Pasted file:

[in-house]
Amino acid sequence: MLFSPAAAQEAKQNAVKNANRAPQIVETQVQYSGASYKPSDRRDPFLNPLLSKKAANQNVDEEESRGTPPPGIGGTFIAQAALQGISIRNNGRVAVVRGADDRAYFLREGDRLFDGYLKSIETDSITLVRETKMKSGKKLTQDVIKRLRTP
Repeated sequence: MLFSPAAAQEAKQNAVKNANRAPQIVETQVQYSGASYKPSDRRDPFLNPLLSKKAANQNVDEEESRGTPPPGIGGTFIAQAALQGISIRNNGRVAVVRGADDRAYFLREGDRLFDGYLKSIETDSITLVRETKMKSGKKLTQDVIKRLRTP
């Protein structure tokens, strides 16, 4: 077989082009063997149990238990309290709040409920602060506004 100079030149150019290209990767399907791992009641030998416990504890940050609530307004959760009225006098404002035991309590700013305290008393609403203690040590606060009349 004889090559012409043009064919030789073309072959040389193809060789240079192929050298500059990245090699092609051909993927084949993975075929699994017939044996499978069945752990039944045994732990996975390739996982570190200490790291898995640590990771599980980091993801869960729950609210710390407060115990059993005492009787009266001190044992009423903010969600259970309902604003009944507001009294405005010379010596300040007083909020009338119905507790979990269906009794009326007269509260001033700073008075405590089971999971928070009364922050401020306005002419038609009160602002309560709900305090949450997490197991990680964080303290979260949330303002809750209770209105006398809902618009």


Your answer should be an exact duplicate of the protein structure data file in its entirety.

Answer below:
[in-house]
Amino acid sequence: MLFSPAAAQEAKQNAVKNANRAPQIVETQVQYSGASYKPSDRRDPFLNPLLSKKAANQNVDEEESRGTPPPGIGGTFIAQAALQGISIRNNGRVAVVRGADDRAYFLREGDRLFDGYLKSIETDSITLVRETKMKSGKKLTQDVIKRLRTP
Repeated sequence: MLFSPAAAQEAKQNAVKNANRAPQIVETQVQYSGASYKPSDRRDPFLNPLLSKKAANQNVDEEESRGTPPPGIGGTFIAQAALQGISIRNNGRVAVVRGADDRAYFLREGDRLFDGYLKSIETDSITLVRETKMKSGKKLTQDVIKRLRTP
């Protein structure tokens, strides 16, 4: 077989082009063997149990238990309290709040409920602060506004 100079030149150019290209990767399907791992009641030998416990504890940050609530307004959760009225006098404002035991309590700013305290008393609403203690040590606060009349 004889090559012409043009064919030789073309072959040389193809060789240079192929050298500059990245090699092609051909993927084949993975075929699994017939044996499978069945752990039944045994732990996975390739996982570190200490790291898995640590990771599980980091993801869960729950609210710390407060115990059993005492009787009266001190044992009423903010969600259970309902604003009944507001009294405005010379010596300040007083909020009338119905507790979990269906009794009326007269509260001033700073008075405590089971999971928070009364922050401020306005002419038609009160602002309560709900305090949450997490197991990680964080303290979260949330303002809750209770209105006398809902618009």